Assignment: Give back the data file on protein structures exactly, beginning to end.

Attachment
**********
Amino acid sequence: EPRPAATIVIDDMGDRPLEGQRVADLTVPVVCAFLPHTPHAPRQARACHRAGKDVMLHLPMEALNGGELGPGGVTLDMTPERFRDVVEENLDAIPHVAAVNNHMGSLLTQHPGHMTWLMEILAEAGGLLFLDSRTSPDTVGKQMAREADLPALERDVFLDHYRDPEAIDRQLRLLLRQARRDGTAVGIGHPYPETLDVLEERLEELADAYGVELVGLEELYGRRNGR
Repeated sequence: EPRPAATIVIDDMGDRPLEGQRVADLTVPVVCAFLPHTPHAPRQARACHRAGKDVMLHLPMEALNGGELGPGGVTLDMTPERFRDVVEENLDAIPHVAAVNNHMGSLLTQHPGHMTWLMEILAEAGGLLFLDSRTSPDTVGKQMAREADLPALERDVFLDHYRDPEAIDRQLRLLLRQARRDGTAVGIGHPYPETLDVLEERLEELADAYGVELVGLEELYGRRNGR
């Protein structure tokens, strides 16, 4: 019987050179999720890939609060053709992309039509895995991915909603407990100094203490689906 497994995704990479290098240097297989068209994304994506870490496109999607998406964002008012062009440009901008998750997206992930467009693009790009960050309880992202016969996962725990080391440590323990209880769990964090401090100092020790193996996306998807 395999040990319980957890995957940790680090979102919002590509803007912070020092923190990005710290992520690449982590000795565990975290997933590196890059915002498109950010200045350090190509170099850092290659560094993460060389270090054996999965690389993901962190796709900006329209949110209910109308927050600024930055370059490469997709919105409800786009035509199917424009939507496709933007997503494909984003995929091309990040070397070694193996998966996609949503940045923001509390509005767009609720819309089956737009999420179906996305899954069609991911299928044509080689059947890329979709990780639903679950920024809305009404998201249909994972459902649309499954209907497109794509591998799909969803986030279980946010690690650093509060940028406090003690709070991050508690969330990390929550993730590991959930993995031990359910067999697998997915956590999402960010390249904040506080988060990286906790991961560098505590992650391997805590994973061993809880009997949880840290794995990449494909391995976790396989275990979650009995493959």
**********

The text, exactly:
Amino acid sequence: EPRPAATIVIDDMGDRPLEGQRVADLTVPVVCAFLPHTPHAPRQARACHRAGKDVMLHLPMEALNGGELGPGGVTLDMTPERFRDVVEENLDAIPHVAAVNNHMGSLLTQHPGHMTWLMEILAEAGGLLFLDSRTSPDTVGKQMAREADLPALERDVFLDHYRDPEAIDRQLRLLLRQARRDGTAVGIGHPYPETLDVLEERLEELADAYGVELVGLEELYGRRNGR
Repeated sequence: EPRPAATIVIDDMGDRPLEGQRVADLTVPVVCAFLPHTPHAPRQARACHRAGKDVMLHLPMEALNGGELGPGGVTLDMTPERFRDVVEENLDAIPHVAAVNNHMGSLLTQHPGHMTWLMEILAEAGGLLFLDSRTSPDTVGKQMAREADLPALERDVFLDHYRDPEAIDRQLRLLLRQARRDGTAVGIGHPYPETLDVLEERLEELADAYGVELVGLEELYGRRNGR
């Protein structure tokens, strides 16, 4: 019987050179999720890939609060053709992309039509895995991915909603407990100094203490689906 497994995704990479290098240097297989068209994304994506870490496109999607998406964002008012062009440009901008998750997206992930467009693009790009960050309880992202016969996962725990080391440590323990209880769990964090401090100092020790193996996306998807 395999040990319980957890995957940790680090979102919002590509803007912070020092923190990005710290992520690449982590000795565990975290997933590196890059915002498109950010200045350090190509170099850092290659560094993460060389270090054996999965690389993901962190796709900006329209949110209910109308927050600024930055370059490469997709919105409800786009035509199917424009939507496709933007997503494909984003995929091309990040070397070694193996998966996609949503940045923001509390509005767009609720819309089956737009999420179906996305899954069609991911299928044509080689059947890329979709990780639903679950920024809305009404998201249909994972459902649309499954209907497109794509591998799909969803986030279980946010690690650093509060940028406090003690709070991050508690969330990390929550993730590991959930993995031990359910067999697998997915956590999402960010390249904040506080988060990286906790991961560098505590992650391997805590994973061993809880009997949880840290794995990449494909391995976790396989275990979650009995493959």